When it comes to gear, Eymeric keeps it simple. “I can focus on feeling the space rather than worrying about gear,” he explains.
“That said, I shoot solo for almost all shoots. I have my camera tethered wirelessly to an iPad to facilitate styling shots. I personally love the styling process, I think it has more impact on the success of an image than most of us might think. I carry three lenses for all shoots, the 17mm TS-E, 24mm TS-E, and 50mm TS-E, plus the 1.4x extender which gets used a ton (please make a 35mm TS-E Canon!) It all goes in a backpack with all my other important gear like black cards, batteries etc. that way I can move around quickly if necessary. I love subtractive light, so I always carry a few big black-out scrims in my roller bag too.”
His simplistic approach extends itself to Eymeric’s time at his desk as well. He shares, “Post-processing starts with sorting in Adobe Bridge, then moves to Photoshop where I blend ambient brackets using various luminosity masking techniques and add some flash frames where necessary. I keep this step simple as well, even though it is incredibly time-consuming. I typically budget the same, up to double, the time spent on location to process the images. So, a full day shoot will be a full day to two full days to process.”
“For the exterior, it was important to show the home in the evening, with the interior lights shining through the breeze blocks. This illustrates how they provide privacy without blocking natural light. For continuity, and due to weather conditions, the entire exterior was photographed during twilight. No additional lighting was used outside, the home’s exterior lighting is so beautiful it would have been a shame to interfere.”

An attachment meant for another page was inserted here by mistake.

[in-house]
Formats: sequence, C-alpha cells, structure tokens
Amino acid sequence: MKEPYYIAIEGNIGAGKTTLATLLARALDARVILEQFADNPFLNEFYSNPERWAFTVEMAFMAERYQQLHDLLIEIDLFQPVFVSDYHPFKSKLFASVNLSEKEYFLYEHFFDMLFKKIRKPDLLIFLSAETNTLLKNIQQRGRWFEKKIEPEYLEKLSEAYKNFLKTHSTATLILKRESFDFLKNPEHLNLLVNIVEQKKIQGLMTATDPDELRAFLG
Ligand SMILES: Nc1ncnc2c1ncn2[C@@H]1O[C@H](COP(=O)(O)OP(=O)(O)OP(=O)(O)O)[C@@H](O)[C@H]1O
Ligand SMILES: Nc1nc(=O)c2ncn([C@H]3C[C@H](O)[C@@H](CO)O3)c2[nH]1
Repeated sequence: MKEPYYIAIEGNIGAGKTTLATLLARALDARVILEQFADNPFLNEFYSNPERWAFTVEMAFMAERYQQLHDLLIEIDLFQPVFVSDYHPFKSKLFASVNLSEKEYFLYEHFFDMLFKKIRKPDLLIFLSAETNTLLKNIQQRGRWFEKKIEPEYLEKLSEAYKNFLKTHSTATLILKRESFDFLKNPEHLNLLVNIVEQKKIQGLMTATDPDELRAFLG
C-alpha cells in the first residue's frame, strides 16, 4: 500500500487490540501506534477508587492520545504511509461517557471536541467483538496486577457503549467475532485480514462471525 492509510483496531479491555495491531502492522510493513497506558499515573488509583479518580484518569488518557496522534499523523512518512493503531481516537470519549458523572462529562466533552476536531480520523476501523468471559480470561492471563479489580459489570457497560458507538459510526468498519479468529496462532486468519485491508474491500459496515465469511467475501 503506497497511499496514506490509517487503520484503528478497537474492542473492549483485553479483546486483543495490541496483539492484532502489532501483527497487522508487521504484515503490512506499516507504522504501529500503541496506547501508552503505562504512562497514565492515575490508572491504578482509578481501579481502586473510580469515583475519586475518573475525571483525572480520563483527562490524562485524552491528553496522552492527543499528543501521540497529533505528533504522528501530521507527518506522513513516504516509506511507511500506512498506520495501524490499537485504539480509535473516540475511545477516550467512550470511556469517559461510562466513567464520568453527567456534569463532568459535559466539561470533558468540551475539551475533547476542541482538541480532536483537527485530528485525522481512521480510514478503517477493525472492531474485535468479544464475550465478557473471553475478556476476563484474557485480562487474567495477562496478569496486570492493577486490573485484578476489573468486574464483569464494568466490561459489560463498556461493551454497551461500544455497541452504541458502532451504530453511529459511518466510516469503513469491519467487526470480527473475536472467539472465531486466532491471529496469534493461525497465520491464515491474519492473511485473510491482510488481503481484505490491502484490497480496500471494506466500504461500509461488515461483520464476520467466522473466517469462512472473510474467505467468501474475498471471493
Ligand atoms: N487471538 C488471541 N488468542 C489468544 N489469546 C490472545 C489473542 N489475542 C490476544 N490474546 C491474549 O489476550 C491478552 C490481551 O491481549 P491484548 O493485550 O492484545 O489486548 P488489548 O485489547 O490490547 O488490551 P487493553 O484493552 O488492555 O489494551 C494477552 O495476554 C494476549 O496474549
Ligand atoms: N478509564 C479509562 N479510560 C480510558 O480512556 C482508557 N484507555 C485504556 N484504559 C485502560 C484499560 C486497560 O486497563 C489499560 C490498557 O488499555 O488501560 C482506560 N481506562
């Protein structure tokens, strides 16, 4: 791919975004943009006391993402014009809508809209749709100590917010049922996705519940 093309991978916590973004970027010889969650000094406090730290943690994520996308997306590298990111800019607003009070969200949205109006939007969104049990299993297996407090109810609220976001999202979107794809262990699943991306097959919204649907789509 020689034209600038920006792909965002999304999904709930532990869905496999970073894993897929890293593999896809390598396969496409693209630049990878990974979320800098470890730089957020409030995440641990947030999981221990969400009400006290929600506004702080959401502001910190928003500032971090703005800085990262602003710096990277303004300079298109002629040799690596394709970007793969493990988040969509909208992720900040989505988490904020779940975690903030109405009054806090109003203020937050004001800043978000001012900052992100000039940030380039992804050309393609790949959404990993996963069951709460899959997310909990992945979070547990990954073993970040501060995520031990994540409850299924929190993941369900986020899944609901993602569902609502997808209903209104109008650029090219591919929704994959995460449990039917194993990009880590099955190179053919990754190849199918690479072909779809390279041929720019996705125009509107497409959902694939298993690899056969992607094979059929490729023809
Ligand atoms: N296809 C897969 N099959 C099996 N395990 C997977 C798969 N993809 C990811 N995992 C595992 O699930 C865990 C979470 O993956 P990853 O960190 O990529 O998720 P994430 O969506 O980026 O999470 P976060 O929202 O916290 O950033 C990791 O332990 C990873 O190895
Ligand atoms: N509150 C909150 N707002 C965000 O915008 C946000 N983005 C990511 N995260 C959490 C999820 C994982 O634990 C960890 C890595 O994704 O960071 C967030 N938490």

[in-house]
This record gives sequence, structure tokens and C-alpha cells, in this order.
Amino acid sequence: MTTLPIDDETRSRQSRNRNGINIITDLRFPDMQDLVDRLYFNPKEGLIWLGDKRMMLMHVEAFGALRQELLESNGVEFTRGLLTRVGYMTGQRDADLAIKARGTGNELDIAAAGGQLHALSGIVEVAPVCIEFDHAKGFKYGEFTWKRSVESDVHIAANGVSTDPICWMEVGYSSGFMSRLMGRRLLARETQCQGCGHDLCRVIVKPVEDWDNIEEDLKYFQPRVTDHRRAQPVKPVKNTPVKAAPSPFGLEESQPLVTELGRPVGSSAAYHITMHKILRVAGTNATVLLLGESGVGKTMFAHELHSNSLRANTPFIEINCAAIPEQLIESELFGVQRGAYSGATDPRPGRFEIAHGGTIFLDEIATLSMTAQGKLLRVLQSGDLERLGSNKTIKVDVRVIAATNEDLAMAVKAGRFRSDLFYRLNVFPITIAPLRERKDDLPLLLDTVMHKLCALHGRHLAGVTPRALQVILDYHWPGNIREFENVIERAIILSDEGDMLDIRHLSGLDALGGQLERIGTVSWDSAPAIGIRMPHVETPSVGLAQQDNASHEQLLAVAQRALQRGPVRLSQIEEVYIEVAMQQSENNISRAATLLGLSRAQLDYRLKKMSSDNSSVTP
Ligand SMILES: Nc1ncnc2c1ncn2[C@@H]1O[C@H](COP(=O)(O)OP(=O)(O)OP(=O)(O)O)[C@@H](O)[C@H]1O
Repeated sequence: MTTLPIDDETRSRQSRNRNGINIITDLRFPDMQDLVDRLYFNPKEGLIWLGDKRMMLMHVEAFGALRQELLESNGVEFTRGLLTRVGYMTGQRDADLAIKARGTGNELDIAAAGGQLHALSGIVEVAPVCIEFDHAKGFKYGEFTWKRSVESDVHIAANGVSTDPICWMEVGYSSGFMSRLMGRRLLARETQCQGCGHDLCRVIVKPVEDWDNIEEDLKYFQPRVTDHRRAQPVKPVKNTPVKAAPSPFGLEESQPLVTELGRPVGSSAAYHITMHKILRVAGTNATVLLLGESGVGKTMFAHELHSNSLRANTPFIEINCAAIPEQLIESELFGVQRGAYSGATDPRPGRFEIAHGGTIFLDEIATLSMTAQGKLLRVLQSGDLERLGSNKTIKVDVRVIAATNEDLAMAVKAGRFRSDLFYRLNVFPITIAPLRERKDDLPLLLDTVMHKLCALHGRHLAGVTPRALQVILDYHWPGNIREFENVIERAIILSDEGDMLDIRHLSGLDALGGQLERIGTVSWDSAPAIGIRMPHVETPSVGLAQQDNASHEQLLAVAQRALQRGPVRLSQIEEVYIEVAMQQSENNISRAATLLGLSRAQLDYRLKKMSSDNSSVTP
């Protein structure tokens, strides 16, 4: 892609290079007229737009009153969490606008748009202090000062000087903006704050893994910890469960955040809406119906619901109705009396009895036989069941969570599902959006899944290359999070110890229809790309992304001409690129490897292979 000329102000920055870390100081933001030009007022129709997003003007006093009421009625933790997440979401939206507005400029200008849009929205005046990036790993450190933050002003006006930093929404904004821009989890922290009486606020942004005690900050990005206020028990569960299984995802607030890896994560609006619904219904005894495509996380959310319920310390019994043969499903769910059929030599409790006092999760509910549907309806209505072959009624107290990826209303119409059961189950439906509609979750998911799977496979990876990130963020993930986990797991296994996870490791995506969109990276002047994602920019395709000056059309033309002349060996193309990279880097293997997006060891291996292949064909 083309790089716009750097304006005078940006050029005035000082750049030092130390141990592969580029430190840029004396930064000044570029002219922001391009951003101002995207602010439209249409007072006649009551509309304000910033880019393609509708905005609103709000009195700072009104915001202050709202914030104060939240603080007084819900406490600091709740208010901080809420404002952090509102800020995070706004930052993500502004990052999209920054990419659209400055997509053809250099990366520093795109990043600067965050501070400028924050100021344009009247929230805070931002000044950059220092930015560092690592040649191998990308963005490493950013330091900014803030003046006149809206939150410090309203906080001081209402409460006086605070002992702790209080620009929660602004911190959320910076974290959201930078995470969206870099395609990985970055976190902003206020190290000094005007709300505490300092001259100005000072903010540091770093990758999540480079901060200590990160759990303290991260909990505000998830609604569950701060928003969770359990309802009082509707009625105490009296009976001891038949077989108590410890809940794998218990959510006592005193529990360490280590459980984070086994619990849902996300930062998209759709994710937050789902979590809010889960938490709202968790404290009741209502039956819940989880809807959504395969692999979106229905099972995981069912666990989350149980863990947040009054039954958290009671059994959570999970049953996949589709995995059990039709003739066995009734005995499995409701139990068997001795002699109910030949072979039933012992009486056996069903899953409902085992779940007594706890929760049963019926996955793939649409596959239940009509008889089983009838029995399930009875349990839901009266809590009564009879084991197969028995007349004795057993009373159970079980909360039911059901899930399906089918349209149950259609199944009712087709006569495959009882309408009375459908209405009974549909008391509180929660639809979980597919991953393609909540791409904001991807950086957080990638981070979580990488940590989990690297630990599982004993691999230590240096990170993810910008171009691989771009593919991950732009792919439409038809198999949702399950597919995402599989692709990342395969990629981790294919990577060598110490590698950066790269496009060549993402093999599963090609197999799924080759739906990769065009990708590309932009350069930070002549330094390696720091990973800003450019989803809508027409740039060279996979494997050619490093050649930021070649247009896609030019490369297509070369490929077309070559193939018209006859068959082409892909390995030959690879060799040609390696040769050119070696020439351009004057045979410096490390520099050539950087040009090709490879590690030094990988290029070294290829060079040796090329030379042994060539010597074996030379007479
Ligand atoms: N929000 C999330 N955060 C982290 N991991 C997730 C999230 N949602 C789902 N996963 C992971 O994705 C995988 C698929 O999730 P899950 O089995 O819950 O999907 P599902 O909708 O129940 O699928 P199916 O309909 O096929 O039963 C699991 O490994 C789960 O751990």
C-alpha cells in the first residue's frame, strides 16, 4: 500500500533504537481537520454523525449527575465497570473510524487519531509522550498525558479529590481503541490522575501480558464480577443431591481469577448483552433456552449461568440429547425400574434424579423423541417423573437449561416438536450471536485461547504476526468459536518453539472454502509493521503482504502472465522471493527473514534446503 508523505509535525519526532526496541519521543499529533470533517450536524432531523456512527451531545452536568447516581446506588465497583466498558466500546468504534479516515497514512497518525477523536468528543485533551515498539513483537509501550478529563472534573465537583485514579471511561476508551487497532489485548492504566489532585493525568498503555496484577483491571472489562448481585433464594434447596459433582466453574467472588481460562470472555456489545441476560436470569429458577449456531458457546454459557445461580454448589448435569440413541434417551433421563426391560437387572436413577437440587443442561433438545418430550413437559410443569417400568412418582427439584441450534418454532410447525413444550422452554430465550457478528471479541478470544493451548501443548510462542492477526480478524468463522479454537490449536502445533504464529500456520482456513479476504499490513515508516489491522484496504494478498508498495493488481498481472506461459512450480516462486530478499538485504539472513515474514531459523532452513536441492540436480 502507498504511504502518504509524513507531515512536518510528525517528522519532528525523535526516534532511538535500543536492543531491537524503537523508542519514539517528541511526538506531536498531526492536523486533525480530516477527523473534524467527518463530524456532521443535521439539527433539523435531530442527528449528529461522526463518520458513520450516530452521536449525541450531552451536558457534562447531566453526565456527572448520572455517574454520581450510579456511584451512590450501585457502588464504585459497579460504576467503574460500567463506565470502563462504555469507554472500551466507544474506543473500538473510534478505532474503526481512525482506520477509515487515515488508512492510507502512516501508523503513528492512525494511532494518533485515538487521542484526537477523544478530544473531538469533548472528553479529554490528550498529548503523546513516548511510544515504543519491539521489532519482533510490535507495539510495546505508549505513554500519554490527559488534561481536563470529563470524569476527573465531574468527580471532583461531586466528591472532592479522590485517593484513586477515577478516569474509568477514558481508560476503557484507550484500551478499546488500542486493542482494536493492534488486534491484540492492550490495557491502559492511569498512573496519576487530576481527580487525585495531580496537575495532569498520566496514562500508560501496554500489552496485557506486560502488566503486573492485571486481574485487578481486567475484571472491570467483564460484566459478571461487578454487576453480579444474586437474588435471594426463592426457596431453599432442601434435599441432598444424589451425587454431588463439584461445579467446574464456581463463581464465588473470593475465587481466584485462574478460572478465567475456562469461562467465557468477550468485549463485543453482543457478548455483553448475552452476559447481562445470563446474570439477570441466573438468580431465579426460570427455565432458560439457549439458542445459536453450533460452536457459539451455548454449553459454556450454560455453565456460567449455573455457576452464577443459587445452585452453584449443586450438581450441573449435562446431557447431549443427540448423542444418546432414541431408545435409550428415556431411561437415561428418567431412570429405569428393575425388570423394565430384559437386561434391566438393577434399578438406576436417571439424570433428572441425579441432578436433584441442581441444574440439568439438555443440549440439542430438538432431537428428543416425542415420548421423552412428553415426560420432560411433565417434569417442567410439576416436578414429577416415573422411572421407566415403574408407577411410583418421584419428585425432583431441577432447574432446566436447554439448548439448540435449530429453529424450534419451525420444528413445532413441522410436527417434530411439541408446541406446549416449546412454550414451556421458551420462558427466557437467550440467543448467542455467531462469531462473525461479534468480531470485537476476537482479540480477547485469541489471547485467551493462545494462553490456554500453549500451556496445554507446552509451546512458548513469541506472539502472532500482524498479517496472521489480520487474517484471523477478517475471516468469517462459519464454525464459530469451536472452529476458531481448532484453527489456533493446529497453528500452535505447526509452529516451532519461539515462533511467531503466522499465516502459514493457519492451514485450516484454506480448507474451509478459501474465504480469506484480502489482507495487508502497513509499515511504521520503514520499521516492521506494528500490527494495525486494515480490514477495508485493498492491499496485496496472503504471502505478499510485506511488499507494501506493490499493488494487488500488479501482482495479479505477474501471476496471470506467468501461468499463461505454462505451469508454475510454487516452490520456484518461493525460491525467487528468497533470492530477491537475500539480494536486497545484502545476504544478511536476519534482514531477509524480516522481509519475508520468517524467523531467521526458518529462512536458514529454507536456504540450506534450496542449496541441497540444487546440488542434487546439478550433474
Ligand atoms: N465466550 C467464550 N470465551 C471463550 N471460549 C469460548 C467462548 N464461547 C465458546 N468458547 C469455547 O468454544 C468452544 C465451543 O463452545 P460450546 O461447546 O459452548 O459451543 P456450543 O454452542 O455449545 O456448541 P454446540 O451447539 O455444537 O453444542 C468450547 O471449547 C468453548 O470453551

I agree – the naturally lit exteriors are perfect. The careful attention to the lighting design and shapeliness of the house is evident, and Eymeric conveys it well.
He breaks the exterior down for us into a bite-sized chunk, where we can laser our focus onto the massive glazing, rectilinear shapes, the texture of the cladding, and of course, the breezeblock design. While there is a lot to take in, this simplified composition is easy to read and a joy to view.
Eymeric closes out this project by sharing some words of wisdom:
“In summary, I think it’s important to try and “read” the space before shooting. It’s tempting to just start shooting everything immediately, but try to take a minute to feel the space. Every home has a feeling, and it should inform the photographic process so that you can pass that feeling along to the viewer.”
A huge thank you to Eymeric for sharing this project and diving into his approach with us!
If you have a project you’d like to be considered for Project of the Week, you can submit it here.